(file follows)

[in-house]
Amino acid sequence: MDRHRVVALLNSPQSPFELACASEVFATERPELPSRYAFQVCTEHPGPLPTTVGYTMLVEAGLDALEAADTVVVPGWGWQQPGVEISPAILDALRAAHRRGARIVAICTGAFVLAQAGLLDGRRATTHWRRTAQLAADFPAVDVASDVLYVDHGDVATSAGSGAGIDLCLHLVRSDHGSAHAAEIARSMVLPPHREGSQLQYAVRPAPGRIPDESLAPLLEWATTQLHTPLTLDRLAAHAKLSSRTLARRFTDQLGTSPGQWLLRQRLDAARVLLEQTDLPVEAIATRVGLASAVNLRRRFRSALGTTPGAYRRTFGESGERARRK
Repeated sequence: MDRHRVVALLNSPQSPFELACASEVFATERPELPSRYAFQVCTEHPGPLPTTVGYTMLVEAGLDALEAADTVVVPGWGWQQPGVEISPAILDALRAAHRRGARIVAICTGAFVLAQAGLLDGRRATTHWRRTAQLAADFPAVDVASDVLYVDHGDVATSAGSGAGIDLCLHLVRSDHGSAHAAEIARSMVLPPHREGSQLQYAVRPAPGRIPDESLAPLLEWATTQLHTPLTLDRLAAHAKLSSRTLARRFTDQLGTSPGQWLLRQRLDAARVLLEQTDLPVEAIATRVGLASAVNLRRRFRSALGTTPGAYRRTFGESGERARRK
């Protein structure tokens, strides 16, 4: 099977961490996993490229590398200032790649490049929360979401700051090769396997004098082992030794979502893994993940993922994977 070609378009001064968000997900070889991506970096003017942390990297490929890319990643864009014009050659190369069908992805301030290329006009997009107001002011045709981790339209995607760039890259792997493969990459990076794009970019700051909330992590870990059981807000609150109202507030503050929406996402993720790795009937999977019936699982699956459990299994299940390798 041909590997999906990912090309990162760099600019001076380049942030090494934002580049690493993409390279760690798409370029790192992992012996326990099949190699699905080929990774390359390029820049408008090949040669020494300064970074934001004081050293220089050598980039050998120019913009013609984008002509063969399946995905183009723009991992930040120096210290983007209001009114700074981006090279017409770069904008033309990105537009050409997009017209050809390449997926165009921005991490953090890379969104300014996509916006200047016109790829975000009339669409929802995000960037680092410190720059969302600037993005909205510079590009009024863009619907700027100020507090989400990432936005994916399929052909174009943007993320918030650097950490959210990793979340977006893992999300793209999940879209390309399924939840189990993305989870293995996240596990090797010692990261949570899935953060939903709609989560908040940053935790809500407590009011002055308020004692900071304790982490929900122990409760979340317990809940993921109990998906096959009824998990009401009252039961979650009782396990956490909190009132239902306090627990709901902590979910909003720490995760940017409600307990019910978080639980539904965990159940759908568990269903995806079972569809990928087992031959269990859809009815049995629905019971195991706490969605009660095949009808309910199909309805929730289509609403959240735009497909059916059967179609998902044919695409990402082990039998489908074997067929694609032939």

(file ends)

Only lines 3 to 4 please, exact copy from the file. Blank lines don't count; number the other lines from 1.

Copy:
Repeated sequence: MDRHRVVALLNSPQSPFELACASEVFATERPELPSRYAFQVCTEHPGPLPTTVGYTMLVEAGLDALEAADTVVVPGWGWQQPGVEISPAILDALRAAHRRGARIVAICTGAFVLAQAGLLDGRRATTHWRRTAQLAADFPAVDVASDVLYVDHGDVATSAGSGAGIDLCLHLVRSDHGSAHAAEIARSMVLPPHREGSQLQYAVRPAPGRIPDESLAPLLEWATTQLHTPLTLDRLAAHAKLSSRTLARRFTDQLGTSPGQWLLRQRLDAARVLLEQTDLPVEAIATRVGLASAVNLRRRFRSALGTTPGAYRRTFGESGERARRK
């Protein structure tokens, strides 16, 4: 099977961490996993490229590398200032790649490049929360979401700051090769396997004098082992030794979502893994993940993922994977 070609378009001064968000997900070889991506970096003017942390990297490929890319990643864009014009050659190369069908992805301030290329006009997009107001002011045709981790339209995607760039890259792997493969990459990076794009970019700051909330992590870990059981807000609150109202507030503050929406996402993720790795009937999977019936699982699956459990299994299940390798 041909590997999906990912090309990162760099600019001076380049942030090494934002580049690493993409390279760690798409370029790192992992012996326990099949190699699905080929990774390359390029820049408008090949040669020494300064970074934001004081050293220089050598980039050998120019913009013609984008002509063969399946995905183009723009991992930040120096210290983007209001009114700074981006090279017409770069904008033309990105537009050409997009017209050809390449997926165009921005991490953090890379969104300014996509916006200047016109790829975000009339669409929802995000960037680092410190720059969302600037993005909205510079590009009024863009619907700027100020507090989400990432936005994916399929052909174009943007993320918030650097950490959210990793979340977006893992999300793209999940879209390309399924939840189990993305989870293995996240596990090797010692990261949570899935953060939903709609989560908040940053935790809500407590009011002055308020004692900071304790982490929900122990409760979340317990809940993921109990998906096959009824998990009401009252039961979650009782396990956490909190009132239902306090627990709901902590979910909003720490995760940017409600307990019910978080639980539904965990159940759908568990269903995806079972569809990928087992031959269990859809009815049995629905019971195991706490969605009660095949009808309910199909309805929730289509609403959240735009497909059916059967179609998902044919695409990402082990039998489908074997067929694609032939």